Sunday’s reforms were aided by a May ruling by a federal appeals court that declared the program illegal just days before a key legal deadline. In its ruling, a three-judge panel on the Second Circuit Court of Appeals said the NSA program “exceeds the scope of what Congress has authorized” in the Patriot Act.
That ruling was more restrained than one from a lower court judge, who called the program “almost Orwellian” in 2013 and said in November that it “likely violates the Constitution.”
Other judges, however, have declined to similarly condemn the program.
Before the NSA reform bill was passed in June, both Director of National Intelligence James Clapper and then-Attorney General Eric Holder called it a “reasonable compromise” that “preserves essential intelligence community capabilities.”
“It’s an important improvement in the law and it will make it more likely that the NSA will collect records of communications of suspicious people, instead of records of communications of everyone else,” said Greg Nojeim, the director of the freedom, security and technology project at the Center for Democracy and Technology, which supported the bill.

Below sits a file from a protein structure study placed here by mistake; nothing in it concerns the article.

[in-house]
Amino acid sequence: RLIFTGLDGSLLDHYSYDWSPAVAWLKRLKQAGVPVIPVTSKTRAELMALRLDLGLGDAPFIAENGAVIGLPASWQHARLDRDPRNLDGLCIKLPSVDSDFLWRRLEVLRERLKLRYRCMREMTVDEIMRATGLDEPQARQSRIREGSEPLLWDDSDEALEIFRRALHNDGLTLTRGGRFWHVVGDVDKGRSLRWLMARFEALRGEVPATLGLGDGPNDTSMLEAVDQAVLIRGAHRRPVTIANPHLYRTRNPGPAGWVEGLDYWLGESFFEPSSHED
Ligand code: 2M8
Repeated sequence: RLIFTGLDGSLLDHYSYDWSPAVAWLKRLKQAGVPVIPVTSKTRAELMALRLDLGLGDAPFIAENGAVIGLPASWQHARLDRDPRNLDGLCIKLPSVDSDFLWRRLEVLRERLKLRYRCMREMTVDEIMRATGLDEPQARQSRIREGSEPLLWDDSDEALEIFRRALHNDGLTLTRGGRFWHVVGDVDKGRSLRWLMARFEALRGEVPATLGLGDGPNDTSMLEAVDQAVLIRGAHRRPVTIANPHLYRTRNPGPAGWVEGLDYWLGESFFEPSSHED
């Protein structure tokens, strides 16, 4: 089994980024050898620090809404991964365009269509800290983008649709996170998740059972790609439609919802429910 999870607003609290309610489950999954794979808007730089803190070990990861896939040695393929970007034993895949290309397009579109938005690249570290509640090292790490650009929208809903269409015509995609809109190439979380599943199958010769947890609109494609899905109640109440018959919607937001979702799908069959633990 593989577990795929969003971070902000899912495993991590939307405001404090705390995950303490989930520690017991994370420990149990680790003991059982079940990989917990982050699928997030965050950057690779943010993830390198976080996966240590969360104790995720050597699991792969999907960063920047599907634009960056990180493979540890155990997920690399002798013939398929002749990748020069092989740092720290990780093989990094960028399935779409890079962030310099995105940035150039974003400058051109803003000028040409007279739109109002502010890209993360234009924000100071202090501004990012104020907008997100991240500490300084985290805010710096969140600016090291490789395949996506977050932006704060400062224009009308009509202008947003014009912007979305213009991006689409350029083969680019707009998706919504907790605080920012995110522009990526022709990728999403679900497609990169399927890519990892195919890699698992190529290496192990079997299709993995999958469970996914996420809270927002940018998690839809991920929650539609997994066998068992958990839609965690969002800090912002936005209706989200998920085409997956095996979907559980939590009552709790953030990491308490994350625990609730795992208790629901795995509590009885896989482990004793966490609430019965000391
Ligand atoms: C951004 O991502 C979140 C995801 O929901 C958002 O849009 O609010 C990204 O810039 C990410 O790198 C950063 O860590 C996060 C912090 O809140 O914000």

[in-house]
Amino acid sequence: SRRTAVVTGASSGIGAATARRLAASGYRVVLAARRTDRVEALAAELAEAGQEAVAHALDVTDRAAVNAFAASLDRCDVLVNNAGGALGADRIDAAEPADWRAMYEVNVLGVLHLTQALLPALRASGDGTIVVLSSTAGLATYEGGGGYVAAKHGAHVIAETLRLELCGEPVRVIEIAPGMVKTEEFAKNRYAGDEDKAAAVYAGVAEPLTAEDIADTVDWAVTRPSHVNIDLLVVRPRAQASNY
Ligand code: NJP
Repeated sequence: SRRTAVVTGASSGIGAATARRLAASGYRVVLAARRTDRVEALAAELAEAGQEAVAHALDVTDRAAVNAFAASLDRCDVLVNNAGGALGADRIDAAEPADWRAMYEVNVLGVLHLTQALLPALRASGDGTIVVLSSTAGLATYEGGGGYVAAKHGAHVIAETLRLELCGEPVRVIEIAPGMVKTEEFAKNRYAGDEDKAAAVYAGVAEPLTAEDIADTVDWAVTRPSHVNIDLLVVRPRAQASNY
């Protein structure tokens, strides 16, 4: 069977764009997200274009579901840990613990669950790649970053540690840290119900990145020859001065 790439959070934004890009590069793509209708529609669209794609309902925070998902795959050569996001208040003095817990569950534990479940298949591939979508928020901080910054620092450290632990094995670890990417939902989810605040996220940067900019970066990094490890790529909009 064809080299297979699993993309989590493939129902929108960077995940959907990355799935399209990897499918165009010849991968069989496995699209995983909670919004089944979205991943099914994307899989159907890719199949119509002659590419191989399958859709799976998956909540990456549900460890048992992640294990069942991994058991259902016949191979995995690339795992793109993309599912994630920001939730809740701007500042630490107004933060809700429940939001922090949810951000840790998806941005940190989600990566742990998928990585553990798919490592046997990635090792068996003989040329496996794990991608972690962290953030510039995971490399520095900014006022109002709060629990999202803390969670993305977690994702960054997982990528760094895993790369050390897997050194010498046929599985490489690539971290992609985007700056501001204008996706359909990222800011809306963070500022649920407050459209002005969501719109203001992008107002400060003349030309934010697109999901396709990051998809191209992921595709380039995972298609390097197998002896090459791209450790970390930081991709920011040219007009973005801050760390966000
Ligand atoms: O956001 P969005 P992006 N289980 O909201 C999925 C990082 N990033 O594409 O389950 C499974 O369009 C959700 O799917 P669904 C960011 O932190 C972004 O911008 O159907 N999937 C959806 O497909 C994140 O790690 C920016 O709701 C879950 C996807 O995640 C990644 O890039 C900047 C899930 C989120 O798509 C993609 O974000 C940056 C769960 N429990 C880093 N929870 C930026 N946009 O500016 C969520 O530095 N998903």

Indeed, the old program has only been conclusively responsible for one arrest and conviction in its 14 years of existence: a San Diego cab driver who was convicted in 2013 of sending $8,500 back home to Somalia to help the terror group al-Shabaab — not an active terrorist plot. Critics say that should be proof of the program’s ineffectiveness.
Yet defenders insist that the program contributes to a broader “mosaic” of understanding that can help contribute to intelligence about a terror network.
“It’s clear that the metadata program, while it didn’t lead to the stopping of a particular operation, it’s just one among many tools that you need to have a whole picture put together,” said Gary Schmitt, a former Senate Intelligence Committee staffer who is now the co-director of the conservative American Enterprise Institute’s center for security studies.
“Is it absolutely critical? Probably not. But is it important? Probably yes.”